There's a link going around Facebook to an online article titled: "Sorry, Nobody Wants Your Parents' Stuff." Since I've been through it, both on the daughter/ daughter-in-law side as well as the mother/homeowner side, I could totally relate.
My mother and my mother-in-law were worlds apart regarding stuff and how to deal with it. Both were widows, and that's where the resemblance ended. My mother chose to downsize as much as she could, while my mother-in-law bought a larger house with more room for her possessions.
Being my mother's daughter and admiring simplicity, I am still fascinated with how my mother-in-law collected, stored, added on until it seemed she was buried under her stuff. Not that she was a junkaholic or hoarder. Her things were nice, often expensive, and usually well-organized. She had an entire room of her house for fabric, arranged like a retail fabric store. Another similar room for crafts and the supplies related to whatever crafts she'd done or planned to do. Another room for storage of food and household supplies. Two freezers held hundreds of pounds of cheese, butter, nuts and other deliciousness that would take two families a lifetime to consume.
On the contrary, my mother had as her goal to live in such a way that her daughters (the four of us) would not have to agonize over her possessions when she passed. The more she could get rid of, the happier she was. When she died, my sisters, nieces and nephews who lived nearby were able to completely empty Mom's two bedroom apartment in less than a week. My mom would have been pleased by that.
When my mother-in-law died, she had a 4000 sq foot house filled with furniture, family history documents and photos, and of course the many years worth of food storage. It took my sister-in-law a decade to completely go through everything and dispose of it one way or another.
I'm not saying one way is better than another. I think in a way my sister-in-law enjoyed her task, as she was able to spend this time going through all these things related to her mom's life and that of her family going back generations. And getting all the butter, cheese and nuts would have been nice.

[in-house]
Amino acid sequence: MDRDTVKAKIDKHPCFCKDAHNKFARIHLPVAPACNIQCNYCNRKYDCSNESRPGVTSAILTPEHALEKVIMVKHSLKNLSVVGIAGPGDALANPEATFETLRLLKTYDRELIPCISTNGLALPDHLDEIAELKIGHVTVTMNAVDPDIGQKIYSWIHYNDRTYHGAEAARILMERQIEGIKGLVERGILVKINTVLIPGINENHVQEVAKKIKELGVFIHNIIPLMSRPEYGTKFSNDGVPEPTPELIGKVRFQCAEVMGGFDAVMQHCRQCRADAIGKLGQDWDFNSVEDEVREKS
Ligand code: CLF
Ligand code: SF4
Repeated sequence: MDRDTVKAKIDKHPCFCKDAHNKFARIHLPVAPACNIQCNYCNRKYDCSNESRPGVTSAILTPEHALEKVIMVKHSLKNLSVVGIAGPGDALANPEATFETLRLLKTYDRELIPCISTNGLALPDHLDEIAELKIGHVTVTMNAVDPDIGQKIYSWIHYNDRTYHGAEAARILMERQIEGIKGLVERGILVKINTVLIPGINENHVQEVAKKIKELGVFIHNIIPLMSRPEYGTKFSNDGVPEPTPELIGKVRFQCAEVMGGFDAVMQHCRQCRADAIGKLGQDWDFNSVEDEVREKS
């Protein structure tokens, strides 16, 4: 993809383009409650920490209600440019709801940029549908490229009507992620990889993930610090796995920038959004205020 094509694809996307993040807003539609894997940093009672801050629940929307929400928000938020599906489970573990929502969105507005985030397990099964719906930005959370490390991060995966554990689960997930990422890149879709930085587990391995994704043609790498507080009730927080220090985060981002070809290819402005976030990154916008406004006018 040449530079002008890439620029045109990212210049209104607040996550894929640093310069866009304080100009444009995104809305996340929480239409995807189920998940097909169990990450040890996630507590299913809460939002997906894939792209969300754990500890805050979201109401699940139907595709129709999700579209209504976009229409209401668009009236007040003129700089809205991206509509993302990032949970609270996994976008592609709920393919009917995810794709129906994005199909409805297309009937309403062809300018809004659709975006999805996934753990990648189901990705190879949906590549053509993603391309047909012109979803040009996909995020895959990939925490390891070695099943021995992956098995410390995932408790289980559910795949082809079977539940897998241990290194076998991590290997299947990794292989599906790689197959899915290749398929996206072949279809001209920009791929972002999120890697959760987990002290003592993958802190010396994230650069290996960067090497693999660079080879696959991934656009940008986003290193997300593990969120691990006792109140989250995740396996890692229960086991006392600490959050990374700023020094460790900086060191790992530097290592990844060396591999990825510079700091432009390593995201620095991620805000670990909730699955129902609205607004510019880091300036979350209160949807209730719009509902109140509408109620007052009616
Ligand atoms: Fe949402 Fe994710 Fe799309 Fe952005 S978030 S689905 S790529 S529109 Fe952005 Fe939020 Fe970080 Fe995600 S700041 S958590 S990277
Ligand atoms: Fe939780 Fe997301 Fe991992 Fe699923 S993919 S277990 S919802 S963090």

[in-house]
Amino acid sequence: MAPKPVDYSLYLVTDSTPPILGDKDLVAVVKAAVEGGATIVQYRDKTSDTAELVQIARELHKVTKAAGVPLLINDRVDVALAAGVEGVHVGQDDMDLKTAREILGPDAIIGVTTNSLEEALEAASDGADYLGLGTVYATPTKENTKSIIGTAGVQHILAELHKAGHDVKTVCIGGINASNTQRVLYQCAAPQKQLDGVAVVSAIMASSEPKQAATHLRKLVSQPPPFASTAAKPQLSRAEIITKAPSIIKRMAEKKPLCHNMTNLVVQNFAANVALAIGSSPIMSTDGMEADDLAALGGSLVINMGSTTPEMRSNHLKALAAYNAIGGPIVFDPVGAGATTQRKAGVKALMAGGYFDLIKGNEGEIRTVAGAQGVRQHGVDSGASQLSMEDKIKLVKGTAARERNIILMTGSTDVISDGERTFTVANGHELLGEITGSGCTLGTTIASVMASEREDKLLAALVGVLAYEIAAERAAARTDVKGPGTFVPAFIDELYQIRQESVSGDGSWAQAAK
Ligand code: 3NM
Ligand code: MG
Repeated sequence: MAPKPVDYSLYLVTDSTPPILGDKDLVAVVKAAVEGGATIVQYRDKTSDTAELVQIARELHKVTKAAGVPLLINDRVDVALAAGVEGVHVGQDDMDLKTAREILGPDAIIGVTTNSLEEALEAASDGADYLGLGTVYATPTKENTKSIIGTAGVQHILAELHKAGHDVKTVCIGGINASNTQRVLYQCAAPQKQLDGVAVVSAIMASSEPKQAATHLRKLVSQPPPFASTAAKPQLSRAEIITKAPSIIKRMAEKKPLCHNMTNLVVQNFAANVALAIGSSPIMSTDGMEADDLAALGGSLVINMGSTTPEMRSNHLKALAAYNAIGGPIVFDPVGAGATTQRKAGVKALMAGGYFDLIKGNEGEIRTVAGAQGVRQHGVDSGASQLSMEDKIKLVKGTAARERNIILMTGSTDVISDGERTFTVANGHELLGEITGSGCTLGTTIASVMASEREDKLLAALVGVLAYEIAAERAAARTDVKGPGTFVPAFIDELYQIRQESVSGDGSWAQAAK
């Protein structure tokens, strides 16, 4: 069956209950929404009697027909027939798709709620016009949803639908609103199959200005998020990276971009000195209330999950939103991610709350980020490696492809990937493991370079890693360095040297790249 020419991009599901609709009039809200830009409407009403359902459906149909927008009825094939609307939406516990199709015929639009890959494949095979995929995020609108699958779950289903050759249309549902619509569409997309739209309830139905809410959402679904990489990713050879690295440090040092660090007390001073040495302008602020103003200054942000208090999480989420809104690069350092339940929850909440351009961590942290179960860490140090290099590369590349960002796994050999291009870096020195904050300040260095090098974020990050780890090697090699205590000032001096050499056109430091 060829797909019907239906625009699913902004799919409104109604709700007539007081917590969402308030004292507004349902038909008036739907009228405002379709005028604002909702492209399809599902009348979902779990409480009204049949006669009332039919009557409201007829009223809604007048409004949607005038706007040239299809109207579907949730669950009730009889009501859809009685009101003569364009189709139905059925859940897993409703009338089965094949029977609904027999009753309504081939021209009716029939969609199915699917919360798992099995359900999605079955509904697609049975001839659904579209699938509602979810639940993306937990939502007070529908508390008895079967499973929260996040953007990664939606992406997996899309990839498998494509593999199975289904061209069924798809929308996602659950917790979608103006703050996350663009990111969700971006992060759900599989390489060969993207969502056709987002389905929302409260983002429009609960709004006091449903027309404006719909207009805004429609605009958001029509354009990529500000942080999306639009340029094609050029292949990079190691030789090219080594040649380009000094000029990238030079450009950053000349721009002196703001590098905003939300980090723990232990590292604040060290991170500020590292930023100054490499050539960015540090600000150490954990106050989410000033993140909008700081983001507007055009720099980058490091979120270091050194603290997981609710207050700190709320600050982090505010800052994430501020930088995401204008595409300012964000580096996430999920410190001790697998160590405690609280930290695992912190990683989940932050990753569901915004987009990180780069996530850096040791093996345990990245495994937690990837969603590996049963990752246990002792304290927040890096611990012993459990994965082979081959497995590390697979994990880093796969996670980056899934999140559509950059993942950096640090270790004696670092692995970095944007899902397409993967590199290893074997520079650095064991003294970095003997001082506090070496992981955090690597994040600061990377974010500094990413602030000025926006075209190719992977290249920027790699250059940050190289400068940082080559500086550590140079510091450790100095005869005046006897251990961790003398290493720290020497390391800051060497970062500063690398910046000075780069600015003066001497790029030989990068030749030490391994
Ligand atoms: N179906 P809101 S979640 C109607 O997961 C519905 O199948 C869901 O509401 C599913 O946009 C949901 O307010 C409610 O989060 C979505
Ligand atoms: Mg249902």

But as for me, I'm more like my mom, taking pleasure in simplicity and knowing my kids won't be burdened with having to deal with piles of stuff when I'm gone. I've already done that job for them.
My husband and I currently live a very downsized existence. We got rid of nearly everything so we could leave the country three years ago. Now that we're back, neither of us want to start collecting again. Our goal is to stay free and unattached so we can pack up and go again when we feel like it.
This is our living room, a spare space furnished at very low cost. The most expensive thing we bought was the couch for $25.
I have a couple of antique wall hangings I plan on getting framed for those two bare walls. I know once we leave, my daughter will be happy to take them for her home. She's already told me where she would hang them.
We did buy the TV cabinet. My husband needed a place to keep office supplies so we got it for $15 at Restore. It's one of those brown things that nobody really wants anymore. And if they did, they'd paint it. Since painting stresses me out, I'm okay leaving it as is, although I admit it's too dark for my taste.
I paid $3.00 for the basil plant on the table. It's going to get repotted and put on the patio. And basil isn't permanent, except in beautiful Guatemala where it grows up into a year round tree of abundance. In Utah, it dies with the frost.
This was a pretty long blog post to talk about living simply. Clearly I have more words than I have stuff, which is exactly the way I like it.